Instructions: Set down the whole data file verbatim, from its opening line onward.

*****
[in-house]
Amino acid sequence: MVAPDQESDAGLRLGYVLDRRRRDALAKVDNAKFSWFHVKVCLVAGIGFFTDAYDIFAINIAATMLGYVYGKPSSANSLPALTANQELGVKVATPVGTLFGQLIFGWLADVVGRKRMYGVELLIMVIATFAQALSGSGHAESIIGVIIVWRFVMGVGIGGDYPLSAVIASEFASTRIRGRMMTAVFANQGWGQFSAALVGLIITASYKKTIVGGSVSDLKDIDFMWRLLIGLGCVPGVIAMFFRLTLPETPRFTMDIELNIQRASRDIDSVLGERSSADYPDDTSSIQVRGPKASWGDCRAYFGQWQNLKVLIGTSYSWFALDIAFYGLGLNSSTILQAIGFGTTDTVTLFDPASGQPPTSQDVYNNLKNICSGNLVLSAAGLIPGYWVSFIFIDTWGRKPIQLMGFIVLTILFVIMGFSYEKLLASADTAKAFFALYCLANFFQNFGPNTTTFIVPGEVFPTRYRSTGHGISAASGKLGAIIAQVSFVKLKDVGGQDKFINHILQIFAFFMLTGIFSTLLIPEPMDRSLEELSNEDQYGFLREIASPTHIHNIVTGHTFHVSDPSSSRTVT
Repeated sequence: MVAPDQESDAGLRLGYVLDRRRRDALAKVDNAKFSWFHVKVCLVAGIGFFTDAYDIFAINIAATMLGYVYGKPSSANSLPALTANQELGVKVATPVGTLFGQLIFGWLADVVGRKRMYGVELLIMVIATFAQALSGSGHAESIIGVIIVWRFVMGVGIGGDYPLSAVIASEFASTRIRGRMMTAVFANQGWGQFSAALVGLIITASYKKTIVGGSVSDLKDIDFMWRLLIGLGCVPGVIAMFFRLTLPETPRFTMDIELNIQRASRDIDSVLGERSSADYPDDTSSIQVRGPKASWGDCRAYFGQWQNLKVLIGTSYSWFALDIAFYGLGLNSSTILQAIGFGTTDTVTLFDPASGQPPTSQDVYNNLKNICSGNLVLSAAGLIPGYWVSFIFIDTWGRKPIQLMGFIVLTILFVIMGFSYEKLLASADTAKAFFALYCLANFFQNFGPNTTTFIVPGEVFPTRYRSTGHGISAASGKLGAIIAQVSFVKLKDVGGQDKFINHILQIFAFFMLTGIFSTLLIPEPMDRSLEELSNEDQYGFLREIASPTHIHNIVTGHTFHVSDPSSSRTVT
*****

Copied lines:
[in-house]
Amino acid sequence: MVAPDQESDAGLRLGYVLDRRRRDALAKVDNAKFSWFHVKVCLVAGIGFFTDAYDIFAINIAATMLGYVYGKPSSANSLPALTANQELGVKVATPVGTLFGQLIFGWLADVVGRKRMYGVELLIMVIATFAQALSGSGHAESIIGVIIVWRFVMGVGIGGDYPLSAVIASEFASTRIRGRMMTAVFANQGWGQFSAALVGLIITASYKKTIVGGSVSDLKDIDFMWRLLIGLGCVPGVIAMFFRLTLPETPRFTMDIELNIQRASRDIDSVLGERSSADYPDDTSSIQVRGPKASWGDCRAYFGQWQNLKVLIGTSYSWFALDIAFYGLGLNSSTILQAIGFGTTDTVTLFDPASGQPPTSQDVYNNLKNICSGNLVLSAAGLIPGYWVSFIFIDTWGRKPIQLMGFIVLTILFVIMGFSYEKLLASADTAKAFFALYCLANFFQNFGPNTTTFIVPGEVFPTRYRSTGHGISAASGKLGAIIAQVSFVKLKDVGGQDKFINHILQIFAFFMLTGIFSTLLIPEPMDRSLEELSNEDQYGFLREIASPTHIHNIVTGHTFHVSDPSSSRTVT
Repeated sequence: MVAPDQESDAGLRLGYVLDRRRRDALAKVDNAKFSWFHVKVCLVAGIGFFTDAYDIFAINIAATMLGYVYGKPSSANSLPALTANQELGVKVATPVGTLFGQLIFGWLADVVGRKRMYGVELLIMVIATFAQALSGSGHAESIIGVIIVWRFVMGVGIGGDYPLSAVIASEFASTRIRGRMMTAVFANQGWGQFSAALVGLIITASYKKTIVGGSVSDLKDIDFMWRLLIGLGCVPGVIAMFFRLTLPETPRFTMDIELNIQRASRDIDSVLGERSSADYPDDTSSIQVRGPKASWGDCRAYFGQWQNLKVLIGTSYSWFALDIAFYGLGLNSSTILQAIGFGTTDTVTLFDPASGQPPTSQDVYNNLKNICSGNLVLSAAGLIPGYWVSFIFIDTWGRKPIQLMGFIVLTILFVIMGFSYEKLLASADTAKAFFALYCLANFFQNFGPNTTTFIVPGEVFPTRYRSTGHGISAASGKLGAIIAQVSFVKLKDVGGQDKFINHILQIFAFFMLTGIFSTLLIPEPMDRSLEELSNEDQYGFLREIASPTHIHNIVTGHTFHVSDPSSSRTVT